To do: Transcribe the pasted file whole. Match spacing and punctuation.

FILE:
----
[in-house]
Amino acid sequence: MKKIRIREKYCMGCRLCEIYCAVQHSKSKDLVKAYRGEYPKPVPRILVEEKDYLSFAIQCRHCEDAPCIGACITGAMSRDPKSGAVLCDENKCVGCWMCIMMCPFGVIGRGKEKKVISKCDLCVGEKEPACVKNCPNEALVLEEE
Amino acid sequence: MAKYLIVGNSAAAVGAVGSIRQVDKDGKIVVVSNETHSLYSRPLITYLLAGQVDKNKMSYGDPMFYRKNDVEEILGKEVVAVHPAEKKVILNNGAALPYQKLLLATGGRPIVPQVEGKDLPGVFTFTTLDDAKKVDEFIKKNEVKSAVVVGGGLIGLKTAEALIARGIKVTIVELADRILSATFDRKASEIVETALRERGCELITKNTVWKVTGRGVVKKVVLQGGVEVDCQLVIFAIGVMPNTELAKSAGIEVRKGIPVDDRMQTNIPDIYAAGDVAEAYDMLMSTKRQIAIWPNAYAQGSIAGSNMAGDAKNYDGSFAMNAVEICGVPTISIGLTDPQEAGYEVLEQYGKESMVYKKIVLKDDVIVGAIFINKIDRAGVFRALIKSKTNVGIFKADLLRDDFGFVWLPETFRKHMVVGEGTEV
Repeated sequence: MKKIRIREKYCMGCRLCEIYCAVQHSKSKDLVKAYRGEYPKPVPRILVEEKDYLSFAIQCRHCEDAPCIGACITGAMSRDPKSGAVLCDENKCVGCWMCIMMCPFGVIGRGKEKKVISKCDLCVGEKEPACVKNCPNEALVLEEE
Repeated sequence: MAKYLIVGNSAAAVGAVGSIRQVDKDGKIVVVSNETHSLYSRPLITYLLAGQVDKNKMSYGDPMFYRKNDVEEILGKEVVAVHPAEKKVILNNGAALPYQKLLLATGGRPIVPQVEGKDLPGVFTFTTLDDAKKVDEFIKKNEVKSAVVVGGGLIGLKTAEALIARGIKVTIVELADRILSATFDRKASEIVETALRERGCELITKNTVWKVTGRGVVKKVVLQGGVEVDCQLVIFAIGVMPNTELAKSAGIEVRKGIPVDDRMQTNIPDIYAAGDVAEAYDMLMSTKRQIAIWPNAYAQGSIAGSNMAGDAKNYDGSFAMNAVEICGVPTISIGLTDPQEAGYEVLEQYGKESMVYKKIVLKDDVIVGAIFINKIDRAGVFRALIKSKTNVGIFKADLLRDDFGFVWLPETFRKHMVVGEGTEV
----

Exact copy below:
[in-house]
Amino acid sequence: MKKIRIREKYCMGCRLCEIYCAVQHSKSKDLVKAYRGEYPKPVPRILVEEKDYLSFAIQCRHCEDAPCIGACITGAMSRDPKSGAVLCDENKCVGCWMCIMMCPFGVIGRGKEKKVISKCDLCVGEKEPACVKNCPNEALVLEEE
Amino acid sequence: MAKYLIVGNSAAAVGAVGSIRQVDKDGKIVVVSNETHSLYSRPLITYLLAGQVDKNKMSYGDPMFYRKNDVEEILGKEVVAVHPAEKKVILNNGAALPYQKLLLATGGRPIVPQVEGKDLPGVFTFTTLDDAKKVDEFIKKNEVKSAVVVGGGLIGLKTAEALIARGIKVTIVELADRILSATFDRKASEIVETALRERGCELITKNTVWKVTGRGVVKKVVLQGGVEVDCQLVIFAIGVMPNTELAKSAGIEVRKGIPVDDRMQTNIPDIYAAGDVAEAYDMLMSTKRQIAIWPNAYAQGSIAGSNMAGDAKNYDGSFAMNAVEICGVPTISIGLTDPQEAGYEVLEQYGKESMVYKKIVLKDDVIVGAIFINKIDRAGVFRALIKSKTNVGIFKADLLRDDFGFVWLPETFRKHMVVGEGTEV
Repeated sequence: MKKIRIREKYCMGCRLCEIYCAVQHSKSKDLVKAYRGEYPKPVPRILVEEKDYLSFAIQCRHCEDAPCIGACITGAMSRDPKSGAVLCDENKCVGCWMCIMMCPFGVIGRGKEKKVISKCDLCVGEKEPACVKNCPNEALVLEEE
Repeated sequence: MAKYLIVGNSAAAVGAVGSIRQVDKDGKIVVVSNETHSLYSRPLITYLLAGQVDKNKMSYGDPMFYRKNDVEEILGKEVVAVHPAEKKVILNNGAALPYQKLLLATGGRPIVPQVEGKDLPGVFTFTTLDDAKKVDEFIKKNEVKSAVVVGGGLIGLKTAEALIARGIKVTIVELADRILSATFDRKASEIVETALRERGCELITKNTVWKVTGRGVVKKVVLQGGVEVDCQLVIFAIGVMPNTELAKSAGIEVRKGIPVDDRMQTNIPDIYAAGDVAEAYDMLMSTKRQIAIWPNAYAQGSIAGSNMAGDAKNYDGSFAMNAVEICGVPTISIGLTDPQEAGYEVLEQYGKESMVYKKIVLKDDVIVGAIFINKIDRAGVFRALIKSKTNVGIFKADLLRDDFGFVWLPETFRKHMVVGEGTEV